It could be something else too; nobody seems to like the hi-tech pills, and I wonder if their small size contributes to the thought that they aren’t doing enough.
Payton L. · October 4, 2017 at 5:05 pm
Thank you Dr. Junig, that helps me a ton! I think your educated guess was spot on. I forgot about the wording and meaning of “needing” something to feel differently. Lately I’ve been hovering in between depression and what I can only describe as literally feeling nothing. The nothingness feeling is what made me keep thinking I needed my subutex when in all reality it’s likely that I’m feeling this way because my spirituality isn’t good right now at all. Upon reading your response it made me realize that how I’m feeling ‘nothing’ all the time and that my communication with My higher power isn’t good, is probably a result of each other, not my subutex! Wow. Incredible. I can’t thank you enough for this response. I always try to explain how I feel to my psychiatrist, but can never get the wording right until I’m having those feelings in that exact moment. Because I was having all those feelings, I came back to this blog and decided to ask you your thoughts and you gave me and idea of what could be going on and now I have somewhere to start to help me get back to where I need to be! I am so glad I decided to comment. Thank you Dr Junig!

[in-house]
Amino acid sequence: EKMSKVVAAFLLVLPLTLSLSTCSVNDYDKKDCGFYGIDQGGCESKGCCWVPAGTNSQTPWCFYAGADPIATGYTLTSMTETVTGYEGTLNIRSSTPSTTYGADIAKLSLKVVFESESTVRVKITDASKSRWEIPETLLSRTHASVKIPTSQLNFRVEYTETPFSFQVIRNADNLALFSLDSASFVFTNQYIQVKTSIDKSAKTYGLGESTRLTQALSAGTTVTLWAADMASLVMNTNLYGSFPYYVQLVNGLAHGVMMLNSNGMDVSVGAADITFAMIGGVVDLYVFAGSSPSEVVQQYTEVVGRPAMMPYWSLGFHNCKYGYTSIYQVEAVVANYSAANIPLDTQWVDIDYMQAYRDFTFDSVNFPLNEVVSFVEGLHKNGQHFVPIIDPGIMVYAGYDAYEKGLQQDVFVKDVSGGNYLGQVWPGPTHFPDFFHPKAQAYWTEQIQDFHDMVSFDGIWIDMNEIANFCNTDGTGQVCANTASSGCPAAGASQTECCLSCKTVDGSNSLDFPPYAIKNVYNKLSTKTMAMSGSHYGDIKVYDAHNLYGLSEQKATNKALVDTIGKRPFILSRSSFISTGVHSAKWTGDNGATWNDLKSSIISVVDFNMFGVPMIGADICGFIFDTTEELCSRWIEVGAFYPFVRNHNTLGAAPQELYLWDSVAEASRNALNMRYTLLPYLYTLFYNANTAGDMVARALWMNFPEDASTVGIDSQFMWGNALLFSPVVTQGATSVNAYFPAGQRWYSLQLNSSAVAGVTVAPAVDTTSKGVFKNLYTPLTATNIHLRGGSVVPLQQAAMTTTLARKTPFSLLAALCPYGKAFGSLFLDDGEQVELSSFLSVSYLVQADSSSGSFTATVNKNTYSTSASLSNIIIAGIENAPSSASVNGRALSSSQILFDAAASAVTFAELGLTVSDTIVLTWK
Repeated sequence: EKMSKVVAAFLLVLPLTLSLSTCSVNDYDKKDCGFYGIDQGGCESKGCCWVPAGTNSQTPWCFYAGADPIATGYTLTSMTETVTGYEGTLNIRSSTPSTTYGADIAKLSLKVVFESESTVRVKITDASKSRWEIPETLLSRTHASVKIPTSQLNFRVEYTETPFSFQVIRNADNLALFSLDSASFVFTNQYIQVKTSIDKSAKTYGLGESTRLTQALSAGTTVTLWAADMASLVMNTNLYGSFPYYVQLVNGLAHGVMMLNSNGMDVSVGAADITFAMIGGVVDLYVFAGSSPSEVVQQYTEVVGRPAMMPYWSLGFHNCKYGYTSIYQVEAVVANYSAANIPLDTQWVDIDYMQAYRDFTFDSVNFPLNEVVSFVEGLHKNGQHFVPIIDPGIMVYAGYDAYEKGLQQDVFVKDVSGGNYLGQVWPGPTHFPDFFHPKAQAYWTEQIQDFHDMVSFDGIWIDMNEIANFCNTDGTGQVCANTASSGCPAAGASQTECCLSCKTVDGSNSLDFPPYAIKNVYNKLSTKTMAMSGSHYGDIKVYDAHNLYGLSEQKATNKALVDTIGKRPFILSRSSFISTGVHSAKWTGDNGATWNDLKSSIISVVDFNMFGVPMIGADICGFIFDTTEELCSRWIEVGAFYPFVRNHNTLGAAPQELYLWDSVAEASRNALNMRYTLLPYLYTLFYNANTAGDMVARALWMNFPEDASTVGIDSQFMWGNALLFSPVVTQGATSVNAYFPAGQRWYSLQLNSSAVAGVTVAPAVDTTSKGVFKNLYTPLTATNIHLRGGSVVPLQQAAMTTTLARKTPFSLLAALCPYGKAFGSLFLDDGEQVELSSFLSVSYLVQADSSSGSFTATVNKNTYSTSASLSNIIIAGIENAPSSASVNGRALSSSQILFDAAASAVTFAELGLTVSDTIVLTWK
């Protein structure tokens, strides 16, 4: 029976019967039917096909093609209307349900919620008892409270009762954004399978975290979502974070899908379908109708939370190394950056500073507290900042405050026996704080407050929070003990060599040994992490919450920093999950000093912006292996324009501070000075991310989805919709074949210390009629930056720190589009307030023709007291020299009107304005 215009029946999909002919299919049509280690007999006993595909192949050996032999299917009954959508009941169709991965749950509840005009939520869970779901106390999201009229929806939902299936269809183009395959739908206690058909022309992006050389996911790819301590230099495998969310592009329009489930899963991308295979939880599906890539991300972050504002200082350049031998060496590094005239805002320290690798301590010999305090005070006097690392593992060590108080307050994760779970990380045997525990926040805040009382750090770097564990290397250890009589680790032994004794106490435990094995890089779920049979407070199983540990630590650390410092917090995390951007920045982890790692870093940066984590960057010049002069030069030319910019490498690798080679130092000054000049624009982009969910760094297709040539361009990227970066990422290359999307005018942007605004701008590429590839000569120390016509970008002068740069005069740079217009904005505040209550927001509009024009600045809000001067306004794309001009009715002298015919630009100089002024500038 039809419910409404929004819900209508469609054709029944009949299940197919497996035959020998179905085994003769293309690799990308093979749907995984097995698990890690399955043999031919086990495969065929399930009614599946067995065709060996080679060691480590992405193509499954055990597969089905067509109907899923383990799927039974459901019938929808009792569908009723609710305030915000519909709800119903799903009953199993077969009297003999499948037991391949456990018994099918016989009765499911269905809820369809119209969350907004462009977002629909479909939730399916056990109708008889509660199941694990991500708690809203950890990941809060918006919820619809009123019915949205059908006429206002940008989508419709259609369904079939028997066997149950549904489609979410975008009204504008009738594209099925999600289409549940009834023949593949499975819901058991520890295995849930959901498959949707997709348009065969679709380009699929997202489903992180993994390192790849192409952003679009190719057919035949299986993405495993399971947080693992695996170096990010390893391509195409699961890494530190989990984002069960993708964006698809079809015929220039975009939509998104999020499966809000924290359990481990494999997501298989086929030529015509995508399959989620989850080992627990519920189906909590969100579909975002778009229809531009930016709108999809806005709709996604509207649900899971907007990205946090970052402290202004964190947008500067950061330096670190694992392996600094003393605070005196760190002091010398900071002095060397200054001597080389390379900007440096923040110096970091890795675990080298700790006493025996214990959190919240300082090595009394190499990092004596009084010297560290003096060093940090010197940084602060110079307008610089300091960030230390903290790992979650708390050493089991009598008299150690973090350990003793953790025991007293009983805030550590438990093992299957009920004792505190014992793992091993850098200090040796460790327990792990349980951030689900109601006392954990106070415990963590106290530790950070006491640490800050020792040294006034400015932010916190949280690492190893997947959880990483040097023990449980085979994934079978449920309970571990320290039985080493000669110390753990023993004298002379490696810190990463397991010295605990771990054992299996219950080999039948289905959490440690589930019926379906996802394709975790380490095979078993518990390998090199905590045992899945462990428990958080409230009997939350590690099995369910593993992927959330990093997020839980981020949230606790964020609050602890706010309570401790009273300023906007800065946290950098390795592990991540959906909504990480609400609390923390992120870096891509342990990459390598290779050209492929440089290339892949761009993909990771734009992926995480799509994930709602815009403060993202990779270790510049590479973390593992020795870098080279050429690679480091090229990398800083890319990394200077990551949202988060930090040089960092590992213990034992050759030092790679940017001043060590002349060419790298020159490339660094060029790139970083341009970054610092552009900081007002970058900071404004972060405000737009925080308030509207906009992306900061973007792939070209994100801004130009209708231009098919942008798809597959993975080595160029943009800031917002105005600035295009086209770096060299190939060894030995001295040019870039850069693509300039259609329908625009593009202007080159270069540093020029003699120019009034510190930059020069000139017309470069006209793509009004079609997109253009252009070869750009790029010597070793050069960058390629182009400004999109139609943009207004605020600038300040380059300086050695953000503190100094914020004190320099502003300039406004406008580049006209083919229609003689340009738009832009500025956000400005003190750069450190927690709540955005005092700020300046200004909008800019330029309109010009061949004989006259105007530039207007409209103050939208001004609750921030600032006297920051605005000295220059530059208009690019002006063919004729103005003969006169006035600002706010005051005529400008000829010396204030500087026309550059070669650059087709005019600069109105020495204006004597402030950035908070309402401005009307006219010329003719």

Emily Hicks · June 30, 2018 at 4:13 pm
Hello I could use a opinion Please from you. I am on Suboxone tablet and I take at least 8 mg everyday for the past few years. I had a awful stomach flu and couldn’t take my Suboxone for two days and went to my Suboxone Dr and told him of my sickness I take my urine test and it was negative for Suboxone!!! he sent it to a lab and it came back negative for Suboxone!!how did it go out of my system so fast ? I took my regular doses the past week. I keep my tablet under my tounge for thirty minutes every time.but yesterday I went back and he claimed that test was negative also !!!! what in the world is going on? How can I fix this? If I fail again I will be kicked out of the program and I can’t do without my Suboxone it would make me incredibly sick. Any advice please? Thanks
Jeffrey Junig MD PhD · July 26, 2018 at 5:54 pm
Boy, I don’t know. I realize that some doctors look to lab tests as if they are the Holy Grail of medicine. We all learn in med school to ‘treat the patient, not the lab test’, but some people seem to forget it!
Understand that every test has a ‘cut-off’ – i.e. a minimal level where it comes back as ‘zero’. The lab may be saying that the test that was used is not sensitive enough to measure that level accurately.